Q & T said...

I feel a little sad knowing that you've finished the original Goosebumps series. Oh, well. We still have the 2000 books left.

Peter said...

Great job finishing up the original series, Troy! I look forward to the wrap-up next week.

I'm also pretty excited to see Nightmare Hour now appearing on the sidebar. It's the only R.L. Stine book I can remember legitimately frightening me.

rainbowfeet said...

This one was totally worth the wait. All the gnome puns were amazing.

I never read this one, but the lawn gorilla (what.) holds a special place in my heart. When I was a kid, they had a giant gorilla decoration at the Carpet World, and my dad told me it used to come alive at night, just to scare me. Needless to say, had I been four, the "twist" ending probably would have freaked me out.

Kokomo said...

Well, I for one am intrigued by the concept of a lawn gorilla.

...Alright. I'm not.

dru-plus-spike said...

David the Gnome was one of my favorite Nicktoons when I was a wee 'un.
Also, FTW?

Christian A. said...

nice review.

From what I've read, I believ that the top GB will be monster blood, and the worst will be horrorland.

Vandjack said...

What makes my memory of this book even better is I'm pretty sure that this was the most referenced "regular" goosebump book in the Give Yourself Goosebumps series.
I know for sure that they pop up in "Deep in the Jungle of Doom".

You have to know some arbitrary fact about this book to get a good ending when you run into them.

Anonymous said...

I've just thought of something else - the Goosebumps computer games. Would you be able to do either of those, Troy? I still have mine. Although last I tried, Disc 2 of Return To HorrorLand didn't work any more...

troy steele said...

I use a Mac, so PC games are out

Anonymous said...

I guess the games weren't awful, anyway. Maybe I'll dig them out myself and see if I can infiltrate one of those screencap communities. Oh, and since I'm here, apparently there'll be a new Goosebumps video game announced later this year.

Laura said...

I totally hope you cover the "Fear Street Nights" book that looked like, in your words, something that should be "airing on Cinemax at 2 AM":

http://www.bloggerbeware.com/
2007/12/state-of-things.html

I LOL'ed when I saw that. Classic.

Anonymous said...

hahahaha i love the dark knight arg reference

Sad Mammal said...

"Walking back home with the gnomes in hand, Joe-" Follows the smoke to the riff-filled land? That was a dumb reference, I apologize.

Anonymous said...

"That was a dumb reference, I apologize."

Are you kidding? Dumb references are what this blog is built upon, all due respect to Troy. :P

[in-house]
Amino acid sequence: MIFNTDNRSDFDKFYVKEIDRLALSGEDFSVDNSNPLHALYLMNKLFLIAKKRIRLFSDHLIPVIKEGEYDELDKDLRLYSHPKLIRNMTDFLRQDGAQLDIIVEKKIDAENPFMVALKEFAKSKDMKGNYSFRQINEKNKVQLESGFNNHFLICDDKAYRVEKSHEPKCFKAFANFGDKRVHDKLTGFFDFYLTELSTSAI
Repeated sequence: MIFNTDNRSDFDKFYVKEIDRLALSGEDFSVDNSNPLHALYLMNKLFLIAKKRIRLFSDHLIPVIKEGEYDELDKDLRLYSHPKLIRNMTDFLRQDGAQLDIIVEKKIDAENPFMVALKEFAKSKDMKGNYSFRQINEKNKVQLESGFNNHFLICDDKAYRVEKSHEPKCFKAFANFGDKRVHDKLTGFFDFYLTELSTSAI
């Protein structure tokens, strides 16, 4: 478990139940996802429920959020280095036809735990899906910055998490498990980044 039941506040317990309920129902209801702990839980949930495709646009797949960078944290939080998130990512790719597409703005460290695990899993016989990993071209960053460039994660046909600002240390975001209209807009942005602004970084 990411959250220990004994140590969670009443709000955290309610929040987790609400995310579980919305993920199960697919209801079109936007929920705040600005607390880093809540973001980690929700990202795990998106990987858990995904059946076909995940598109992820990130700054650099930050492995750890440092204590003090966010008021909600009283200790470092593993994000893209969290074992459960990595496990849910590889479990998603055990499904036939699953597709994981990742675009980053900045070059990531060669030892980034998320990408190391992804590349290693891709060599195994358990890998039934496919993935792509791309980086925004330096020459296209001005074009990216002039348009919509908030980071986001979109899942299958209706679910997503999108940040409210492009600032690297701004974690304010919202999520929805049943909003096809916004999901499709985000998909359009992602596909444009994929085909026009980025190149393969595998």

(Another great entry, by the way. Can't wait for you to do Ghosts of Fear Street.)

Anonymous said...

I'm going to put a bet on 'Chicken Chicken' placing somewhere high on the worst of list.

Kokomo said...

The only book that Troy admits to physically assaulting placing high on the worst list? EXPLAIN YOUR LOGIC, SIR

I'm crossing my fingers for 'How To Kill A Monster' placing on either the best or worst list... it doesn't matter which, they're both prestigious awards! :)

Zak said...

I was gonna say Chicken Chicken will be... somewhere.

I have a bet for "The Let's Get Invisible book" being high on the list.

Anyway, greg, the ending to Attack of the Mutant was the same in the show as in the book I thought! Well, in the book he bleeds ink, in the show you can see it under his skin and he's elastic so it's the same idea.

Marnie said...

Aw chee, Troy, I really love the d-uh, Archie reference!

Rhomega said...

I say "Werewolf Skin" for best and "Chicken Chicken" for worst.

eric said...

I'll say "You Can't Scare Me!" winds up on the Best list. I hope Deep Trouble II makes it way onto the Worst.

This is a hilarious entry. I didn't stop reading at this point, but I think I began to realize here that the series was in trouble.

Matt said...

Ahh, of course. Stalin's greatest asset was the gnomenklatura.

amelia(bedelia) said...

is that jemaine clement in that one picture about the dog? the guy with the black hair..and if so what is that? the whole joke completely flew past me but whatever thanks.

purplemoo said...

This is another one of the volumes I listened to on tape. I don't recall the flamingo with the beard, though... sounds made up. Moose is awesome!

"Not funny Joe!"

purplemoo said...

Moose and Joe have a regular Romeo and Juliet type relationship conflict don't they? Think about it.

Cereborn said...

I remember that "I'm not organised. I'm cool." line. Even when I was ten, that struck me as a really retarded thing to say.

Groggy Dundee said...

A Sports Night reference!?!?! You're the most AWESOME person in the history of the planet, man.

Temaire said...